So what is a Management Buy-Out (MBO)?
An MBO is a transaction where a company’s management team purchases the assets and operations of the business they manage. The MBO became a popular option in the 1980’s in the United States and the trend quickly spread across the globe.
An MBO can be beneficial to everyone involved but more importantly for its manger, it provides an opportunity to do the same work while obtaining equity and building significant net worth.
The best candidate for an MBO is a company that has reached a profit ceiling because either the current owners have become complacent or they are simply stuck in their ways and are ultimately preventing an eager manager from pursuing new revenue opportunities. If these opportunities can be unlocked with an investment in organic growth or through acquisition, then the business is likely a strong candidate for an MBO.
As a manager there are a few important things to remember when embarking down the MBO path:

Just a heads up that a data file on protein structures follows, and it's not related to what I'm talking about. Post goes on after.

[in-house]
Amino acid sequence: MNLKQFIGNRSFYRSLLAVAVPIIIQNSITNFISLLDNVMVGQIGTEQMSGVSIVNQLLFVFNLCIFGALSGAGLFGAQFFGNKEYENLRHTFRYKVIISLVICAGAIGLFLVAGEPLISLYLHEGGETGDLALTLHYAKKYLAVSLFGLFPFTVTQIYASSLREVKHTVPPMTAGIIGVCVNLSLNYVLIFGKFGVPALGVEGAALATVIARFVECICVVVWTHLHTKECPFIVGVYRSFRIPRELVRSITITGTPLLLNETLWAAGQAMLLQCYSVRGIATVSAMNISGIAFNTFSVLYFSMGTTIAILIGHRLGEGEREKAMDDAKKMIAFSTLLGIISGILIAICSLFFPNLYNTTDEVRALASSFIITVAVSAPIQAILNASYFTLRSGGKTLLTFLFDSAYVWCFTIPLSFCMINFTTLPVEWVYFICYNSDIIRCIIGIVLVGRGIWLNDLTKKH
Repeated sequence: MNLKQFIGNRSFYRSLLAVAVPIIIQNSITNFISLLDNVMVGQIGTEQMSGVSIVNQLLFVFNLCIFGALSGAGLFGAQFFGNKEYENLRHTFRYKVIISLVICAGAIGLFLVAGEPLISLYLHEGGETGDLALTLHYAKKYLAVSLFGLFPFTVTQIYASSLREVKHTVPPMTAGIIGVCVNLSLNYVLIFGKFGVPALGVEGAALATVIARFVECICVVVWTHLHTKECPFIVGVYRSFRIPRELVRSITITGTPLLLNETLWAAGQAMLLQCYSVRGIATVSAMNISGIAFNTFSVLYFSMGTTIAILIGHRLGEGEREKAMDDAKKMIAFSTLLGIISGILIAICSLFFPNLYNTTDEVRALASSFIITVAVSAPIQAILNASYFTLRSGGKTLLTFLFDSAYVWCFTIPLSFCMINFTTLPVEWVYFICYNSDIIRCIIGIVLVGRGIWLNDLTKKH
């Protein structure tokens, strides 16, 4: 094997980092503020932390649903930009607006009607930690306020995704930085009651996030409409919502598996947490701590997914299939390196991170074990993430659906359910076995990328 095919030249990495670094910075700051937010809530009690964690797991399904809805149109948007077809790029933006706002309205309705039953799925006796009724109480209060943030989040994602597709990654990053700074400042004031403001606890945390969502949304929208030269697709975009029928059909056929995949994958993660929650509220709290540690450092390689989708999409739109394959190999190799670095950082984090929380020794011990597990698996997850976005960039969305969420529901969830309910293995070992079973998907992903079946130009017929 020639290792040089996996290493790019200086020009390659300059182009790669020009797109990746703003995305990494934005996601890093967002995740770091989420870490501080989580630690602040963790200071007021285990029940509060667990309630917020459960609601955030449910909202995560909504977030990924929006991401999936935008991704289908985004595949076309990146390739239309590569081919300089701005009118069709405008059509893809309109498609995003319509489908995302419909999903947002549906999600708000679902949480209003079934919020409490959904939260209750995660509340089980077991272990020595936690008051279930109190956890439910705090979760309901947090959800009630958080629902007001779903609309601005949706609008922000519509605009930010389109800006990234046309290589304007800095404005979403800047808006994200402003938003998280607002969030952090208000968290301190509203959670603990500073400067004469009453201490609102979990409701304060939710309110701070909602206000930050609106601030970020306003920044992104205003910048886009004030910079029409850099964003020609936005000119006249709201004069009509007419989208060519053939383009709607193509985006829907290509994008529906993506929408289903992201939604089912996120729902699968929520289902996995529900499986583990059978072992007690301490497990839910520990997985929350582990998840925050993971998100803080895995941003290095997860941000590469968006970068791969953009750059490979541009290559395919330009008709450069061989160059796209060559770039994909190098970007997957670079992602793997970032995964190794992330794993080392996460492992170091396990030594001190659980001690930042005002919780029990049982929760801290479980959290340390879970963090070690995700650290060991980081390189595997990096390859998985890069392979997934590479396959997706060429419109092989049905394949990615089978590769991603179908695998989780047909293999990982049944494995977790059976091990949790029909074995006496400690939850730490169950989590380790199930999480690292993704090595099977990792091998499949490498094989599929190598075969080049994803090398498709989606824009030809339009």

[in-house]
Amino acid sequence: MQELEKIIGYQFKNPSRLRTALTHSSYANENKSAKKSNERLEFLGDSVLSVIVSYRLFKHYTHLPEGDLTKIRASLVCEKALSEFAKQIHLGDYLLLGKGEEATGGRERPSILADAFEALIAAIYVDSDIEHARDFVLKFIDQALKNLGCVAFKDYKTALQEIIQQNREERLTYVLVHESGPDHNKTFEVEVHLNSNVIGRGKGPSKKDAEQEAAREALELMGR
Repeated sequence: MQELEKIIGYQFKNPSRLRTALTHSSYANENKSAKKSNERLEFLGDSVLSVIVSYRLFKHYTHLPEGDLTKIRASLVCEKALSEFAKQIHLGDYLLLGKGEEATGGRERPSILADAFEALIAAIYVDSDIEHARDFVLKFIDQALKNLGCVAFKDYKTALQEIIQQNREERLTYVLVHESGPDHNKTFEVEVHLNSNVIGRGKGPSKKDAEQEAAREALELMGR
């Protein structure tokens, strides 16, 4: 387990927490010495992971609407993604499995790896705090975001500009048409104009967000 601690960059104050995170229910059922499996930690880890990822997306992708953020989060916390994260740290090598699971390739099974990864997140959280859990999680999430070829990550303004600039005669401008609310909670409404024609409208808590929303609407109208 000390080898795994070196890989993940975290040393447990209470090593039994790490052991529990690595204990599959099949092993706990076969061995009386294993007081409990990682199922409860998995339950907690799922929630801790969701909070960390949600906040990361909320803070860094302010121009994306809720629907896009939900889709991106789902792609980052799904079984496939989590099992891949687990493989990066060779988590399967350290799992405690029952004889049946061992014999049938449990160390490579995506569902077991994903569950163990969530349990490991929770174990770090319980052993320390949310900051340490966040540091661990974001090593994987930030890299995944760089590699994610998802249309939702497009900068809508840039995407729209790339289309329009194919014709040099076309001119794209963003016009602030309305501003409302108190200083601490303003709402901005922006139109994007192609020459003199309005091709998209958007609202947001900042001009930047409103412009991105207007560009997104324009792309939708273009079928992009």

1. Pick an advisor you can trust
- Take your time when choosing an advisor, they should be able layout the risks, outline the MBO process and connect you with the right financial institutions to help you get your deal done. Most importantly, you should trust them.
2. Do not get caught up in the excitement of the deal
- If you lose focus on the business, you may effect revenue and/or profits and scare off lenders and/or investors. Keep your hands on the wheel.
3. Be honest about potential issues
- If you feel there is an issue within the company that may effect your ability to reach targeted growth numbers, make it known so you are not setting yourself up for failure just to get the deal done.
4. Understand your financial partners and options
- A bank has different rules than a private equity investor, discuss your options with your advisor. Don’t get greedy, one option may seem the cheapest in the short term but you are in this game for the long term and need financing that will help you get thru the inevitable ups and downs.
Finally, after a successful MBO you are now both an employee and a shareholder and now walk a fine line. No company can operate without strong leadership and although leading the business is your main role, you still have a boss. You need to be accountable to yourself and your partners and add as much value as you possibly can for yourself and your shareholders. Ultimately, your board will have the final say but now you have the opportunity to directly benefit when your business does well.